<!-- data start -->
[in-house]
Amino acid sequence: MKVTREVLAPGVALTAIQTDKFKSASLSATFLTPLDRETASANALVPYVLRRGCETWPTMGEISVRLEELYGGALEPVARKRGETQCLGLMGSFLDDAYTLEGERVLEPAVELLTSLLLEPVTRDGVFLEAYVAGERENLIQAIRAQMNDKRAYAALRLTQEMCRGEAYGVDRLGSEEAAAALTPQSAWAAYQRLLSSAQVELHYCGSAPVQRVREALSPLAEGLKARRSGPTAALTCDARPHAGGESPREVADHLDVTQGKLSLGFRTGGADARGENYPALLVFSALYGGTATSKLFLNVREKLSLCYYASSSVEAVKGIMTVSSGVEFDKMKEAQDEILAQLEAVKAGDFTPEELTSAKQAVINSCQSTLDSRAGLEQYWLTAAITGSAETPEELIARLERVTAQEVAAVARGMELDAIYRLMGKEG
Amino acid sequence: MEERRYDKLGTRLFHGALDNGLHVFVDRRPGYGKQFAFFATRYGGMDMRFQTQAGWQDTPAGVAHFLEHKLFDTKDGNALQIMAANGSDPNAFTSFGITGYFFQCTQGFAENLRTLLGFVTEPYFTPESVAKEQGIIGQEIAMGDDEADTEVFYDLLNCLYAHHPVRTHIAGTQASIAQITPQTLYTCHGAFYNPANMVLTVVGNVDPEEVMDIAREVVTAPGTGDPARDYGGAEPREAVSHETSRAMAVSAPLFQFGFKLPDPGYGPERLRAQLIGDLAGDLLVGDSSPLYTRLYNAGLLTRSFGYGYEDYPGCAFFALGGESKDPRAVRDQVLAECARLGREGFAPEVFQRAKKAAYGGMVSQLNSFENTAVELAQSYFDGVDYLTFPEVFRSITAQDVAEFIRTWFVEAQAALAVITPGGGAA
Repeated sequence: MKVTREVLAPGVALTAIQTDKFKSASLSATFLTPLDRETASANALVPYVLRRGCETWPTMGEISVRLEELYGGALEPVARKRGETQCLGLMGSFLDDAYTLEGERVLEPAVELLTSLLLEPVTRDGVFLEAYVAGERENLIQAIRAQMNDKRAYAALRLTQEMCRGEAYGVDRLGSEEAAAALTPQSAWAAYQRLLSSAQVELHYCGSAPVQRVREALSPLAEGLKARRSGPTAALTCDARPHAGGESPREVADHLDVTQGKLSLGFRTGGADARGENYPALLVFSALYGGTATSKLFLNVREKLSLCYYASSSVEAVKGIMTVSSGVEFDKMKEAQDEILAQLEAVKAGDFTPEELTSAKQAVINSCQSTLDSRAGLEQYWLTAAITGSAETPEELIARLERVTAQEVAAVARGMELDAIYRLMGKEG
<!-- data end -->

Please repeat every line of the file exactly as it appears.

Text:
[in-house]
Amino acid sequence: MKVTREVLAPGVALTAIQTDKFKSASLSATFLTPLDRETASANALVPYVLRRGCETWPTMGEISVRLEELYGGALEPVARKRGETQCLGLMGSFLDDAYTLEGERVLEPAVELLTSLLLEPVTRDGVFLEAYVAGERENLIQAIRAQMNDKRAYAALRLTQEMCRGEAYGVDRLGSEEAAAALTPQSAWAAYQRLLSSAQVELHYCGSAPVQRVREALSPLAEGLKARRSGPTAALTCDARPHAGGESPREVADHLDVTQGKLSLGFRTGGADARGENYPALLVFSALYGGTATSKLFLNVREKLSLCYYASSSVEAVKGIMTVSSGVEFDKMKEAQDEILAQLEAVKAGDFTPEELTSAKQAVINSCQSTLDSRAGLEQYWLTAAITGSAETPEELIARLERVTAQEVAAVARGMELDAIYRLMGKEG
Amino acid sequence: MEERRYDKLGTRLFHGALDNGLHVFVDRRPGYGKQFAFFATRYGGMDMRFQTQAGWQDTPAGVAHFLEHKLFDTKDGNALQIMAANGSDPNAFTSFGITGYFFQCTQGFAENLRTLLGFVTEPYFTPESVAKEQGIIGQEIAMGDDEADTEVFYDLLNCLYAHHPVRTHIAGTQASIAQITPQTLYTCHGAFYNPANMVLTVVGNVDPEEVMDIAREVVTAPGTGDPARDYGGAEPREAVSHETSRAMAVSAPLFQFGFKLPDPGYGPERLRAQLIGDLAGDLLVGDSSPLYTRLYNAGLLTRSFGYGYEDYPGCAFFALGGESKDPRAVRDQVLAECARLGREGFAPEVFQRAKKAAYGGMVSQLNSFENTAVELAQSYFDGVDYLTFPEVFRSITAQDVAEFIRTWFVEAQAALAVITPGGGAA
Repeated sequence: MKVTREVLAPGVALTAIQTDKFKSASLSATFLTPLDRETASANALVPYVLRRGCETWPTMGEISVRLEELYGGALEPVARKRGETQCLGLMGSFLDDAYTLEGERVLEPAVELLTSLLLEPVTRDGVFLEAYVAGERENLIQAIRAQMNDKRAYAALRLTQEMCRGEAYGVDRLGSEEAAAALTPQSAWAAYQRLLSSAQVELHYCGSAPVQRVREALSPLAEGLKARRSGPTAALTCDARPHAGGESPREVADHLDVTQGKLSLGFRTGGADARGENYPALLVFSALYGGTATSKLFLNVREKLSLCYYASSSVEAVKGIMTVSSGVEFDKMKEAQDEILAQLEAVKAGDFTPEELTSAKQAVINSCQSTLDSRAGLEQYWLTAAITGSAETPEELIARLERVTAQEVAAVARGMELDAIYRLMGKEG